Steffen: I think the profile of people who are interested in Web Science has changed over the last decade. Traditionally the idea of networks carried a more technical focus on networks of machines but the Web has enabled and highlighted the importance of global interactions between networks of human/machine actors, networks of people/locations, networks of tools/systems, networks of cultures, networks of political and legal system and the list goes on, so the original technical focus has been joined by a vital social science perspective without which it is impossible to understand the complexity of these systems. For example, this week I co-organize a Dagstuhl workshop on “Challenges and Opportunities of Democracy in the Digital Society” with researchers from political science, communication studies, sociology, law and computer science.

There are several ”heavy-hitters” in the current WSTNet network, some who helped define and develop the whole Web Science field and we’ve certainly seen those types of organisation with a solid track record in Web Science and (related approaches) apply and join but as the influence of the Web and the effects of network/machine interaction at scale continues to increase I would also think that groups with strong research credentials in their own (non-technical) disciplines may want to *develop* new digital skills and fold socio-technical, Web Science approaches, into their research arsenal could consider WSTNet a route into Web Science. Its a huge potential resource of technical, cultural and interdisciplinary experience.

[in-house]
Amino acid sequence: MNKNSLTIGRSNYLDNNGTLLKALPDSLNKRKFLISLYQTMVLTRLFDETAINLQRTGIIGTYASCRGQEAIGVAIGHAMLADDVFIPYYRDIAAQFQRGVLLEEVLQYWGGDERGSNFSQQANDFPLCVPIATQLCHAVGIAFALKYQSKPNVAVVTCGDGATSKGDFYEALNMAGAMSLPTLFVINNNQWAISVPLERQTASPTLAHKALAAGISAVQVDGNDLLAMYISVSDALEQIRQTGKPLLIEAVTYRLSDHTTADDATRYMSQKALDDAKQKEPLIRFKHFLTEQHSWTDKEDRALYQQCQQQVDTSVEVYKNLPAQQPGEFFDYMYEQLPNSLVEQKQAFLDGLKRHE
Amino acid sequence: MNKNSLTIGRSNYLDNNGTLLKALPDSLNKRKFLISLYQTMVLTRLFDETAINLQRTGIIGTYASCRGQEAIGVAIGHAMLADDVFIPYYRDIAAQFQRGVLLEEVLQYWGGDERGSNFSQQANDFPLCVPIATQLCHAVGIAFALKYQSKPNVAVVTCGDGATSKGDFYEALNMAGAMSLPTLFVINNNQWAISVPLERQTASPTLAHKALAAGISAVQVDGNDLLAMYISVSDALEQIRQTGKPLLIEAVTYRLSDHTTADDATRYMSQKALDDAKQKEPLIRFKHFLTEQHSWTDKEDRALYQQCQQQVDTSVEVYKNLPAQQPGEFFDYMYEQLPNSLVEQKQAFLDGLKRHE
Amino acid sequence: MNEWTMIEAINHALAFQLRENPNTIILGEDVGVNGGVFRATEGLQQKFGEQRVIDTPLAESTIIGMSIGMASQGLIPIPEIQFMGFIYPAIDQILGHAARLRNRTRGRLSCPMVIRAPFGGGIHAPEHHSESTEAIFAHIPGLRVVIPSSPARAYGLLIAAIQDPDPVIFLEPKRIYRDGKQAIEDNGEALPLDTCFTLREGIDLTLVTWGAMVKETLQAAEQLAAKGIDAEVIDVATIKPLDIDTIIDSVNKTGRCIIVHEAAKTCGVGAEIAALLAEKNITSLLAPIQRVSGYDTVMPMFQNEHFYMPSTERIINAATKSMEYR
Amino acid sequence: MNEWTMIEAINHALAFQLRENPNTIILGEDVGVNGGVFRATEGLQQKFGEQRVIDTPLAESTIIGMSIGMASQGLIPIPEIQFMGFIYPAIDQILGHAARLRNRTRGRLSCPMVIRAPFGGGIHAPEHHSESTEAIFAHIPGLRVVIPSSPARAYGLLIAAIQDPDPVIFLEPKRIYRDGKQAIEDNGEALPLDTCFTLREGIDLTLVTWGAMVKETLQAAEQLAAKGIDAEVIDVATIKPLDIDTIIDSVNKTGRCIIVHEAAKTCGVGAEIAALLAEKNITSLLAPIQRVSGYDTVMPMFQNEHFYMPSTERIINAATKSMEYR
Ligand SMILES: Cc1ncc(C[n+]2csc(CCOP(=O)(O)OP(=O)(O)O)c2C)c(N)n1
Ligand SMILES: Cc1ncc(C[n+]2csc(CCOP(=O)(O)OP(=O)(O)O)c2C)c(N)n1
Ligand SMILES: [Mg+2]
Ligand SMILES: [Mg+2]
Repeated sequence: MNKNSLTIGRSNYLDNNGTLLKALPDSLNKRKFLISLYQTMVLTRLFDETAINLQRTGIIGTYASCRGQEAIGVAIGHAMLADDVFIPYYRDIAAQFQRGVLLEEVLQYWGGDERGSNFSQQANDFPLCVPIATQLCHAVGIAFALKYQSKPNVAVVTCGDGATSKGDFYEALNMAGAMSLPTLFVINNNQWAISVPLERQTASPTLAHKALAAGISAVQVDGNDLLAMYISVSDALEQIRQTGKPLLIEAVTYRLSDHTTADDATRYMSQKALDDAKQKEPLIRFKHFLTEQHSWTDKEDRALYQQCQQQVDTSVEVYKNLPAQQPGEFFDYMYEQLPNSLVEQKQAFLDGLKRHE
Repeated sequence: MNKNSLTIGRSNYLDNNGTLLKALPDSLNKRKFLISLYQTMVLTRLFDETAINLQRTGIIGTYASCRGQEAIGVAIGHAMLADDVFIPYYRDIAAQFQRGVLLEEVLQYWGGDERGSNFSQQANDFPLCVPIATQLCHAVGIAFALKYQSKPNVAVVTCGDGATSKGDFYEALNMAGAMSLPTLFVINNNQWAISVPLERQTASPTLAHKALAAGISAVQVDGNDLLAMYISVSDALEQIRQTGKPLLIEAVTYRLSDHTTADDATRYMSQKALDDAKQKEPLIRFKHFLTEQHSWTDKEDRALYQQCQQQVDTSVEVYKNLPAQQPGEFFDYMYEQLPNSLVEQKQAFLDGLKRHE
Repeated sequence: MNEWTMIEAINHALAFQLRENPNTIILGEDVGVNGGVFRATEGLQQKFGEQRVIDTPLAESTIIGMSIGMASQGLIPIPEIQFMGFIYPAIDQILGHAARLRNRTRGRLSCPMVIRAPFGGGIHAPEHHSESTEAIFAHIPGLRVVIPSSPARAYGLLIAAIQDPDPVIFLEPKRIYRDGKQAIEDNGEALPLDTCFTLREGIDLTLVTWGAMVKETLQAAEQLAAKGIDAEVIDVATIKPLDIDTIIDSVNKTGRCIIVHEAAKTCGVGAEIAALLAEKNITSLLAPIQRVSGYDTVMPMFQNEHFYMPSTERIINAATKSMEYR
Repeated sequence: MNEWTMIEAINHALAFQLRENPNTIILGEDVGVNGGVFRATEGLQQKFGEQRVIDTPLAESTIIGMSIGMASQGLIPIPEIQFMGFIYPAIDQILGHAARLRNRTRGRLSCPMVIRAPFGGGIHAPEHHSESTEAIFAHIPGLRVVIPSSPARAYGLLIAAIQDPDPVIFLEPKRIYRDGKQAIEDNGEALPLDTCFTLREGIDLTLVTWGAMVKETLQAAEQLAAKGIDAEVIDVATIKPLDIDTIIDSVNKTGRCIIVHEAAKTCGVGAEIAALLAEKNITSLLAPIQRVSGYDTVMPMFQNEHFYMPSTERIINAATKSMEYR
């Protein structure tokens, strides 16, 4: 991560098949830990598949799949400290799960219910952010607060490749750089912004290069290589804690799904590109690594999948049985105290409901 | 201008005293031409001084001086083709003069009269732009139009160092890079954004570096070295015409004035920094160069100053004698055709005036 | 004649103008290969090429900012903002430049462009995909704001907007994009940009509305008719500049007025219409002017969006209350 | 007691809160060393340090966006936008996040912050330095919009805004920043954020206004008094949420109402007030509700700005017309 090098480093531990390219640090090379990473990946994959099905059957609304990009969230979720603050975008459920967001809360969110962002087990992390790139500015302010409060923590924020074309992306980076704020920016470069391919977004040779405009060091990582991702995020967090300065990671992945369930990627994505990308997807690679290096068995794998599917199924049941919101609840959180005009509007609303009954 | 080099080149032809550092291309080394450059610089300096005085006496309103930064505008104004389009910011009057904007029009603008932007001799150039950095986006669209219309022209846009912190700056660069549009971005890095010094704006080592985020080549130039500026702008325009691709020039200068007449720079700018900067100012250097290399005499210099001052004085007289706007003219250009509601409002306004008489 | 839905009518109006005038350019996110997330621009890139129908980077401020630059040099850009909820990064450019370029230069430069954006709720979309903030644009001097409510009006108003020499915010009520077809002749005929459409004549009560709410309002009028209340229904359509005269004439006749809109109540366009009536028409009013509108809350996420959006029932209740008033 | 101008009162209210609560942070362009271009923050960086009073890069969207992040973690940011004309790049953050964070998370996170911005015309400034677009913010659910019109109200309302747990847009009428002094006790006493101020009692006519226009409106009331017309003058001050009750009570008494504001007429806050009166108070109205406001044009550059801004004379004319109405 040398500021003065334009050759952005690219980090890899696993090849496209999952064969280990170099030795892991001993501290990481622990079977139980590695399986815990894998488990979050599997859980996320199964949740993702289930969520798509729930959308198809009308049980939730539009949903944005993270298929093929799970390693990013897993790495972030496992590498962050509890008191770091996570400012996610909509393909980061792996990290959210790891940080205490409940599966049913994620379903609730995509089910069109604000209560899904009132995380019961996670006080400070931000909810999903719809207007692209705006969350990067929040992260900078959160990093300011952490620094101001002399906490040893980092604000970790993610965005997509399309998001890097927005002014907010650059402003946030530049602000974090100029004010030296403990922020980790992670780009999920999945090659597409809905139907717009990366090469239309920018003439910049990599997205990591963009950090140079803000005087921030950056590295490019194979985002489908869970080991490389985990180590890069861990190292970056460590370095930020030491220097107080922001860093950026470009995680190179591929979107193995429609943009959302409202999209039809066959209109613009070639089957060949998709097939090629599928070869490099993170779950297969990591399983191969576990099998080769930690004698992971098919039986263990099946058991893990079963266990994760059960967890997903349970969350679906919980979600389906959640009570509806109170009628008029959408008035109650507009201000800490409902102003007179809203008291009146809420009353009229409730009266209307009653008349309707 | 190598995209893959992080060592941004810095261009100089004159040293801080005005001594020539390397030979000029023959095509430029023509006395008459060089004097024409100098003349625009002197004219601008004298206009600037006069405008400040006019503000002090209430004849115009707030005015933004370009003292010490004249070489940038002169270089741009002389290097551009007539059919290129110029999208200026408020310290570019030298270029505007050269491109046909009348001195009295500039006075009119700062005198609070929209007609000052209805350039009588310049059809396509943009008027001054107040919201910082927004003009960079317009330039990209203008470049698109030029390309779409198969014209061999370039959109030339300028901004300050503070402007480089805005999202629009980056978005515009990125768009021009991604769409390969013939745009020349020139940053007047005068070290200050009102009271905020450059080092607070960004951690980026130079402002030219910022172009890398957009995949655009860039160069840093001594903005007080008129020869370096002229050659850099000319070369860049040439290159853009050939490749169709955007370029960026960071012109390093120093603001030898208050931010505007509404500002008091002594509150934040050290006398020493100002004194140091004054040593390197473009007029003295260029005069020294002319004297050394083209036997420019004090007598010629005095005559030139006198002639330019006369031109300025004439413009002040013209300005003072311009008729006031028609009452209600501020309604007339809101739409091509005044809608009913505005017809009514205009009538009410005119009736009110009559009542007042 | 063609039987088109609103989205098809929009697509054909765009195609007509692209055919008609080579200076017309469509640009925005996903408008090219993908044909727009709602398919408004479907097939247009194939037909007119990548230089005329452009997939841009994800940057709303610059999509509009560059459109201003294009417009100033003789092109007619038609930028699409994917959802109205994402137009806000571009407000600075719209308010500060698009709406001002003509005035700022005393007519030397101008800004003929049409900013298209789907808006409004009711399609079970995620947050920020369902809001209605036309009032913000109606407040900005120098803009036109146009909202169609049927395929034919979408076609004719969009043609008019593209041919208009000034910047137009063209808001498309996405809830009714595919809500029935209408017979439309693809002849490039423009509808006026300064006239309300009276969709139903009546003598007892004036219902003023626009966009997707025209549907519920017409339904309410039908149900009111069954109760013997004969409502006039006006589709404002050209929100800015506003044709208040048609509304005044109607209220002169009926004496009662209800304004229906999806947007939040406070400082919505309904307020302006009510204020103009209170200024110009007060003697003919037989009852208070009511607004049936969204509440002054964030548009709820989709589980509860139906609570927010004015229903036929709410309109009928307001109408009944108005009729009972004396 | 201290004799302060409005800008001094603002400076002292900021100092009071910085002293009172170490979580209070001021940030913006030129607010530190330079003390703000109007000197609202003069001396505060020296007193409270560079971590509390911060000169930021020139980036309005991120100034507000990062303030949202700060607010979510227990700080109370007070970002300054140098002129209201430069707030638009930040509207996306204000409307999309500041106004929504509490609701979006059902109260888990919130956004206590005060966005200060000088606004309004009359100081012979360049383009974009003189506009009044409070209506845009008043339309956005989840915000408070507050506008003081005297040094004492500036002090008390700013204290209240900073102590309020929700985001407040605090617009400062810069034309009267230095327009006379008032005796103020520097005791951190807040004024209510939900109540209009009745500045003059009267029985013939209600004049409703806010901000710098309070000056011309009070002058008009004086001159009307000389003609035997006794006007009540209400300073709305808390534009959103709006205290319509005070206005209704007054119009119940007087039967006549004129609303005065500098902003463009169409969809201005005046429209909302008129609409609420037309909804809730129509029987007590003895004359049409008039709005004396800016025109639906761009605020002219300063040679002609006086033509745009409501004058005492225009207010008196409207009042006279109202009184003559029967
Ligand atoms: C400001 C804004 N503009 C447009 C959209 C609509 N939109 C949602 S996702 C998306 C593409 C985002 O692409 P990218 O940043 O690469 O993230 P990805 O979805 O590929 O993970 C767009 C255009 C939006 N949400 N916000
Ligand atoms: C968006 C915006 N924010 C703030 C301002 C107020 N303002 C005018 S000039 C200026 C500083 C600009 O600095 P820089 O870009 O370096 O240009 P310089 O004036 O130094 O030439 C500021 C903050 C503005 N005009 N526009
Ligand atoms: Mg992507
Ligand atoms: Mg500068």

As the number of machines and intelligent agents continues to grow (and I think we are only at the very beginning of vast growth) we will see the impact of machines and intelligent agents on every aspect of society and so the need to understand, predict and effectively steward that impact has never been more important. Even for those groups who don’t use the term Web Science we will see the Web Science approach as we have defined and developed it reflected everywhere.

Ian: Steffen – thanks for taking the time to chat with me and once again welcome back to network.

 

Web Science Trust selects inaugural winner of Test of Time award

The Web Science Trust (WST) announced today that the inaugural Web Science Trust Test of Time Award was presented to the authors of the paper “Social media as a measurement tool of depression in populations”, Munmun De Choudhury (Georgia Tech), Scott Counts (Microsoft Research) and Eric Horvitz (Microsoft Research).  The authors are the first recipients of this newly established annual award.

 The award was presented during the opening ceremony of the 14th ACM Web Science Conference hosted by the ICT department of Universitat Pompeu Fabra in Barcelona, Spain.